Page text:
Q. I lost my NBC station here in Baltimore on my DIRECTV. What’s the deal with this? Will DIRECTV end this thing with the station owner, which I believe is Hearst. What is your prediction? — Clarise, Baltimore.
UPDATE: AT&T and Hearst announced on Sunday, January 5, that they have reached an agreement. The Hearst stations are back on Directv.
Clarise, you’re right. DIRECTV yesterday lost 33 Hearst-owned local stations — some of which this weekend will air NFL playoff games and the Golden Globes awards — after the two companies could not agree on a new carriage pact. The list of stations includes the ABC affiliate in Boston; the NBC station in New Orleans, and the NBC affiliate in Baltimore, among others.
“DIRECTV and Hearst Television have reached an impasse in negotiating a renewal retransmission consent agreement for the carriage of Hearst Television’s broadcast stations on DIRECTV’s satellite system and its internet-delivered platform AT&T TV Now (formerly known as DIRECTV TV Now). We have made significant investments to deliver top tier programming to our viewers and DIRECTV is seeking the right to carry our stations at below market rates, which is neither fair nor reasonable,” states Hearst.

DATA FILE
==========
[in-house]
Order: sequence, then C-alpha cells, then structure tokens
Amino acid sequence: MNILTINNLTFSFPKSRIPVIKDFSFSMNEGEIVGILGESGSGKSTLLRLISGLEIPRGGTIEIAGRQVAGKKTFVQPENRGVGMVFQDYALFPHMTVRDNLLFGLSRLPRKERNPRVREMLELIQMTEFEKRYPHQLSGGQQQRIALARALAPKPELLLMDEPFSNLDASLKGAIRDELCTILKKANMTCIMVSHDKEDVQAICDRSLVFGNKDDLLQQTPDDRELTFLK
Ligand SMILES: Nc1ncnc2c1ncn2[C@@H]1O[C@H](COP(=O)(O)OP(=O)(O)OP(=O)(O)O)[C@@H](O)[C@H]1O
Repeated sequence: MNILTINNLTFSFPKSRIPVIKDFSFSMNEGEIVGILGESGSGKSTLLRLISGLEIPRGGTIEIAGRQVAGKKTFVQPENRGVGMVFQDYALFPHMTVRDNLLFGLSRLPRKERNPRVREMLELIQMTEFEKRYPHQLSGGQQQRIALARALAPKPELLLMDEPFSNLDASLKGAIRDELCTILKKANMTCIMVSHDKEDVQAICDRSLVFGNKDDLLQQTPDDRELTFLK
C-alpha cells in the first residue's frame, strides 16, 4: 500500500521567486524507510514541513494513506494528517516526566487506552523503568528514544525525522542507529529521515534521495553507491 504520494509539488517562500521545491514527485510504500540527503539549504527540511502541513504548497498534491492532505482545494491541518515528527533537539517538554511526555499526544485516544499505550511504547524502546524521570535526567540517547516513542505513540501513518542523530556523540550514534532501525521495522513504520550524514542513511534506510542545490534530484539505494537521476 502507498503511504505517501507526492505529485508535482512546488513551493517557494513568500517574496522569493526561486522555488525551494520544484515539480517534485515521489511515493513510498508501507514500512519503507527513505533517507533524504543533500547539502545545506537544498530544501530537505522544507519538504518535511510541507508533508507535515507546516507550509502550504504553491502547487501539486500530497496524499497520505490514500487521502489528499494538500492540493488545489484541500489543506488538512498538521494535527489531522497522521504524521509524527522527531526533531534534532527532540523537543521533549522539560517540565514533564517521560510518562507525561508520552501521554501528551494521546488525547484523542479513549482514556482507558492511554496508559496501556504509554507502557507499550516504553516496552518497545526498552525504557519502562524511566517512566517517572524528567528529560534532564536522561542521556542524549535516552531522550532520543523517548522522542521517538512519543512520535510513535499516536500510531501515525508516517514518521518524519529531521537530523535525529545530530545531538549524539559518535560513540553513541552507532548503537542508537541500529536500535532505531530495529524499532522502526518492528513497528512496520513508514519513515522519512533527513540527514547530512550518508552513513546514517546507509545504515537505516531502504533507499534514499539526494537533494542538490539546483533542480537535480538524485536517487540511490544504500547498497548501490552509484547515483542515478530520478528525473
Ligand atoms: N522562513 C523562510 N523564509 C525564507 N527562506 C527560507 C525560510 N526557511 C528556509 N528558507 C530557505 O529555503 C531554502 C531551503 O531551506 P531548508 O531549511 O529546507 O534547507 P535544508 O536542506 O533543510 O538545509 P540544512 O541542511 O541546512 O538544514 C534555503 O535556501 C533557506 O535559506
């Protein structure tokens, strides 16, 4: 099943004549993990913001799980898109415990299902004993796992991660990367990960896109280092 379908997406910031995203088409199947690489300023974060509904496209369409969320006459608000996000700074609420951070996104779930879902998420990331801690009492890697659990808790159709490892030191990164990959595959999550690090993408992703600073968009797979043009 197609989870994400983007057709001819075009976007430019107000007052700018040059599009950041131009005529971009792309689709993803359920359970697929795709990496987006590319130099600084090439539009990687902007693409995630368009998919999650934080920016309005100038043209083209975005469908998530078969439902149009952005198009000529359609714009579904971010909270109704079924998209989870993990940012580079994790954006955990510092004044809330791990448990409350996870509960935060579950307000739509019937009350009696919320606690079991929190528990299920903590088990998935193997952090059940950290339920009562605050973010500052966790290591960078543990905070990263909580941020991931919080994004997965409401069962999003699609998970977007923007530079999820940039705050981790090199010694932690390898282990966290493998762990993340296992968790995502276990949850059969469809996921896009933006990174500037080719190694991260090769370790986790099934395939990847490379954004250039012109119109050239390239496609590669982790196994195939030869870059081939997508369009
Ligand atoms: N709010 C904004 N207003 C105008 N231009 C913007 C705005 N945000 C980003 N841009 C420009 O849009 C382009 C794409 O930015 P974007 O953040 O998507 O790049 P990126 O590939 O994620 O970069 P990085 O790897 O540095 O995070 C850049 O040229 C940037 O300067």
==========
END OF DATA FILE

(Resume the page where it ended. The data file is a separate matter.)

“We cannot offer (the Hearst stations) without Hearst’s permission. Hearst is known to often withhold its stations to try to increase its fees for free broadcast TV. DISH Network, Charter Spectrum, Cox Communications and our own customers have all gone without Hearst stations before,” counters AT&T, the owner of DIRECTV.
So when will this fee fight end, you ask? Well, there are two clues that provide some guidance here.
One, the two companies engaged in a similar dispute three years ago which led to a six-day blackout. That would suggest that the relationship between AT&T and Hearst is relatively strong; some carriage blackouts between providers and local stations go on for weeks, if not months. But AT&T and Hearst settled in less than a week.
Two, Hearst this week gave AT&T two extensions before finally pulling its signals on Friday. That would suggest the companies are close to an agreement, but simply came up short at the end of the week.
For these two reasons, I suspect this battle will also be resolved within a week, and perhaps as early as the next few days.
I’m not guaranteeing this, of course, so don’t throw away your TV antennas quite yet.
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— Phillip Swann